North Carolina LGBT law spurs demonstrations, repeal bill
A new law curtailing protections for LGBT people and limiting public bathroom access for transgender people sparked demonstrations, pro and con, at North Carolina's statehouse on Monday, this year's opening day of the legislature.
Thousands of Christian conservatives and other supporters of the law known as House Bill 2 gathered on a grassy mall behind the Legislative Building to praise the mostly Republican legislators and GOP Gov. Pat McCrory for passing the restrictions during a special session last month.
"It took great courage for them to establish this bill," said Doug Woods, 82, of Raleigh, a rally attendee. "They need to stand firm."
The law blocks local and state protections for lesbian, gay, bisexual and transgender people and directs which restrooms transgender people can use in public buildings.
Key lawmakers who pushed through the legislation also urged the rally attendees to contact colleagues and urge them to fight off efforts to overturn the law. House Democrats filed a repeal bill Monday morning.
"The battle is about to be engaged," said Rep. Paul Stam, R-Wake, a veteran of North Carolina's cultural wars, told the crowd.
Earlier Monday, about 200 people gathered on the grounds of the old Capitol building to hear speakers denounce the law. They carried cardboard boxes holding what they said were 180,000 pro-repeal signatures on a petition for delivery to McCrory, whose office sits within the 1840 Capitol building.
"HB2 compounds the discrimination and marginalization of the transgender community, who already have to fight every day for their survival," said Joaquin Carcano, a transgender man who's suing over the law. "Our privacy and safety matter too. Our right to feel safe and protected in this world does not infringe on anyone else's right to the same."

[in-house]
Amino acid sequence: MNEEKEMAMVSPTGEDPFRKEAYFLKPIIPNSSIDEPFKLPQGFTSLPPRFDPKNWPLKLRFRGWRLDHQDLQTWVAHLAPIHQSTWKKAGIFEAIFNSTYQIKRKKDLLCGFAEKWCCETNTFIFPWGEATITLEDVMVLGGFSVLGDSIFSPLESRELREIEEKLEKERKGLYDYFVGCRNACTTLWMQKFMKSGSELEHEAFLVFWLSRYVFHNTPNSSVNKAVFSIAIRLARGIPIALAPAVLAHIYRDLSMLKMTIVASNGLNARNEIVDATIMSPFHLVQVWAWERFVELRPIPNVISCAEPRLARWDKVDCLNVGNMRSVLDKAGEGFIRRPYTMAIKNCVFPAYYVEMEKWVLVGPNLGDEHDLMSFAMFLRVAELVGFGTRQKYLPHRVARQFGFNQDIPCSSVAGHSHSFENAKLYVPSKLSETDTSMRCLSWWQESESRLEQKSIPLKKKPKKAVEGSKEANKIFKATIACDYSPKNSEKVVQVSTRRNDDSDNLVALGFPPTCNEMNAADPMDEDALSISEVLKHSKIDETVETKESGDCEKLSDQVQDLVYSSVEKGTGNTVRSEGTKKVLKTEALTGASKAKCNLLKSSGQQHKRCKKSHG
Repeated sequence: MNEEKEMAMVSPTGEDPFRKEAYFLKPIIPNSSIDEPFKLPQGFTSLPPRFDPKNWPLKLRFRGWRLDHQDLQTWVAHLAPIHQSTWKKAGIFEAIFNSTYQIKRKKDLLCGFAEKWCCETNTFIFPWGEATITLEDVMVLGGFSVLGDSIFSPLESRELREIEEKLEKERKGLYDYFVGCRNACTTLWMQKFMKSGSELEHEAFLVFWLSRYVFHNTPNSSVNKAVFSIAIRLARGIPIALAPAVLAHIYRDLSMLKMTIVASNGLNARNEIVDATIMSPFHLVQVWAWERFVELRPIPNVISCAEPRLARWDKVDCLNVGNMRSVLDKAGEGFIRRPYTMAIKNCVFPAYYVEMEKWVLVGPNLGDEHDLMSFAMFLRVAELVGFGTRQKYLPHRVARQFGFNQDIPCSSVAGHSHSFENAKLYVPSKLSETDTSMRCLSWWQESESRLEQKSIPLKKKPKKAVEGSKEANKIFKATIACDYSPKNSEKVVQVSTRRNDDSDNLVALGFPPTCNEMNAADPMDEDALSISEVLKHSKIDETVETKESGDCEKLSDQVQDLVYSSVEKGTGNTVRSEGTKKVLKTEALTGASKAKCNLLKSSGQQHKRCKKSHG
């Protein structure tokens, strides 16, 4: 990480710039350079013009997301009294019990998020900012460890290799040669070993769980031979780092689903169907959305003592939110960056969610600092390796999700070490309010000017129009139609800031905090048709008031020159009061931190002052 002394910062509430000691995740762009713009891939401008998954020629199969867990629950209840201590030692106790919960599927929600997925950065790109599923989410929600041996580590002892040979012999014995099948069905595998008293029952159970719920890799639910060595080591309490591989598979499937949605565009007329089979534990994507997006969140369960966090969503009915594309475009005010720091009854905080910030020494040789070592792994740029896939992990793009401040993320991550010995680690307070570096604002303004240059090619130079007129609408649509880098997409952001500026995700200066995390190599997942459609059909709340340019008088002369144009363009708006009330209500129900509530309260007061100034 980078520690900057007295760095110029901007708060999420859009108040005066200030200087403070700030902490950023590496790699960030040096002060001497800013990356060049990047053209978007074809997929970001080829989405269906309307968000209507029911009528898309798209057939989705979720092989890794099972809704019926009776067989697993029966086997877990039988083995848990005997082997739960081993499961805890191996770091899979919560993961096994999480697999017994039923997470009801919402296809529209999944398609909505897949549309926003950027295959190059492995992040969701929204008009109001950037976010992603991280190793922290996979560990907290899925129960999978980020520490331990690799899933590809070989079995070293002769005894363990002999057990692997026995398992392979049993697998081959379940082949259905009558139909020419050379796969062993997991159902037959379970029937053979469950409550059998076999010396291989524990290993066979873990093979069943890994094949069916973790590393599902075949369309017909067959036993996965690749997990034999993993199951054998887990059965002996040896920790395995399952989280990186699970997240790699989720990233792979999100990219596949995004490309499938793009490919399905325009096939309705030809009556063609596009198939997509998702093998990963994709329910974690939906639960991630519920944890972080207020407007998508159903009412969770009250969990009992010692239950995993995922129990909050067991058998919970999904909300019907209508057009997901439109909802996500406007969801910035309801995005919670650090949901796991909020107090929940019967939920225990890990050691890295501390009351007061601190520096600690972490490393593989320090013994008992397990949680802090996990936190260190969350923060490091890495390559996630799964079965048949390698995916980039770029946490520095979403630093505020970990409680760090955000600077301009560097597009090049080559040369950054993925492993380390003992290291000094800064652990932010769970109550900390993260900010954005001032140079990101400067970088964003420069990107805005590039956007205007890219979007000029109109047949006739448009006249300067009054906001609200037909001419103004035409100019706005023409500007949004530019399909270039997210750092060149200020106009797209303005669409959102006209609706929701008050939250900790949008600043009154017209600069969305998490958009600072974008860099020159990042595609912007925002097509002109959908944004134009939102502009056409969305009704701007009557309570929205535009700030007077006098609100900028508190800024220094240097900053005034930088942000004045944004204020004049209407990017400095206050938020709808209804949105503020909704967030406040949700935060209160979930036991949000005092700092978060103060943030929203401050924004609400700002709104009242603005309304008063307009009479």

The head of the state NAACP, the Rev. William Barber, called the law "Hate Bill 2." He said it affects the poor and minorities as well as the LGBT community, despite conservative efforts to depict it as a law focused on bathroom safety.
"We make a mistake when we call it the `bathroom bill,"' he said.
Protesters also planned a mass sit-in inside the Legislative Building later in the afternoon. North Carolina legislators are returning Monday night for their annual work session.
Republican legislative leaders have expressed no interest in overturning the new law. GOP lawmakers have focused their discussion of the law on provisions requiring transgender people to use multi-stall restrooms that align with their gender at birth.
Democratic Rep. Grier Martin of Raleigh, a sponsor of the repeal bill, said the new law has stained North Carolina's reputation and harmed it economically. Some companies have halted planned expansions because of the law, while many groups have canceled their scheduled conventions in the state.
If the repeal were approved immediately, Martin told reporters, "it would not undo with the swipe of a pen the incredible damage that House Bill 2 has done to our economy. But it would stop the bleeding and put North Carolina back on the path of progress and moving forward."
While pro-HB 2 forces held their rally, about 20 people opposing the law held a sit-in outside McCrory's office in the old Capitol to protest, joining arms and singing songs including "We Shall Not Be Moved."
After two of them delivered a written statement to McCrory's chief of staff, they were told they wouldn't be asked to leave. After about an hour, they decided to file out of the building so they could rejoin the larger planned sit-in in the afternoon.
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